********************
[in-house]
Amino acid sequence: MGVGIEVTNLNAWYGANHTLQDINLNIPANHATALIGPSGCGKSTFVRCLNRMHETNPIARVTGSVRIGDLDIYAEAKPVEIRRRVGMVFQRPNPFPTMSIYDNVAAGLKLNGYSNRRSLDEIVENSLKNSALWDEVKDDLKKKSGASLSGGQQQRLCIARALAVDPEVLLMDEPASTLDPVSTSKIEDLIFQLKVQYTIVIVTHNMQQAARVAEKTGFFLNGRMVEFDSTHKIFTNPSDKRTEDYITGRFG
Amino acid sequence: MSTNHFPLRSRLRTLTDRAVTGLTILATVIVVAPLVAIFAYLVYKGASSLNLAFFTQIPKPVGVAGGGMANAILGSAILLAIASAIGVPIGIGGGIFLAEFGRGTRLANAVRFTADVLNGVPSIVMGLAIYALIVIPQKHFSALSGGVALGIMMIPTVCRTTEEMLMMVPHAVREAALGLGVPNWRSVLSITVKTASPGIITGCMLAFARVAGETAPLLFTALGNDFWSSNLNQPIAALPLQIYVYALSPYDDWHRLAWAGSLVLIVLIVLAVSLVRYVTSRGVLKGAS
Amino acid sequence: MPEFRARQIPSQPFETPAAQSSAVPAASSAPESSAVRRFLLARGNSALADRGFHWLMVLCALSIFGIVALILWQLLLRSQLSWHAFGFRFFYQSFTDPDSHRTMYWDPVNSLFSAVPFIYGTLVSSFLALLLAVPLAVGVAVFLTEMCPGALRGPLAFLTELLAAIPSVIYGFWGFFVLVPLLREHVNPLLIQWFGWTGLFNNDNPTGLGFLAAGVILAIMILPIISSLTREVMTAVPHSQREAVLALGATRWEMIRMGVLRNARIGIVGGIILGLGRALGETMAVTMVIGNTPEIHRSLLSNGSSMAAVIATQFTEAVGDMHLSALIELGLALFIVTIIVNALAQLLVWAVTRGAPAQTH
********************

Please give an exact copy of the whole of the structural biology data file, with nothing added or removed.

[in-house]
Amino acid sequence: MGVGIEVTNLNAWYGANHTLQDINLNIPANHATALIGPSGCGKSTFVRCLNRMHETNPIARVTGSVRIGDLDIYAEAKPVEIRRRVGMVFQRPNPFPTMSIYDNVAAGLKLNGYSNRRSLDEIVENSLKNSALWDEVKDDLKKKSGASLSGGQQQRLCIARALAVDPEVLLMDEPASTLDPVSTSKIEDLIFQLKVQYTIVIVTHNMQQAARVAEKTGFFLNGRMVEFDSTHKIFTNPSDKRTEDYITGRFG
Amino acid sequence: MSTNHFPLRSRLRTLTDRAVTGLTILATVIVVAPLVAIFAYLVYKGASSLNLAFFTQIPKPVGVAGGGMANAILGSAILLAIASAIGVPIGIGGGIFLAEFGRGTRLANAVRFTADVLNGVPSIVMGLAIYALIVIPQKHFSALSGGVALGIMMIPTVCRTTEEMLMMVPHAVREAALGLGVPNWRSVLSITVKTASPGIITGCMLAFARVAGETAPLLFTALGNDFWSSNLNQPIAALPLQIYVYALSPYDDWHRLAWAGSLVLIVLIVLAVSLVRYVTSRGVLKGAS
Amino acid sequence: MPEFRARQIPSQPFETPAAQSSAVPAASSAPESSAVRRFLLARGNSALADRGFHWLMVLCALSIFGIVALILWQLLLRSQLSWHAFGFRFFYQSFTDPDSHRTMYWDPVNSLFSAVPFIYGTLVSSFLALLLAVPLAVGVAVFLTEMCPGALRGPLAFLTELLAAIPSVIYGFWGFFVLVPLLREHVNPLLIQWFGWTGLFNNDNPTGLGFLAAGVILAIMILPIISSLTREVMTAVPHSQREAVLALGATRWEMIRMGVLRNARIGIVGGIILGLGRALGETMAVTMVIGNTPEIHRSLLSNGSSMAAVIATQFTEAVGDMHLSALIELGLALFIVTIIVNALAQLLVWAVTRGAPAQTH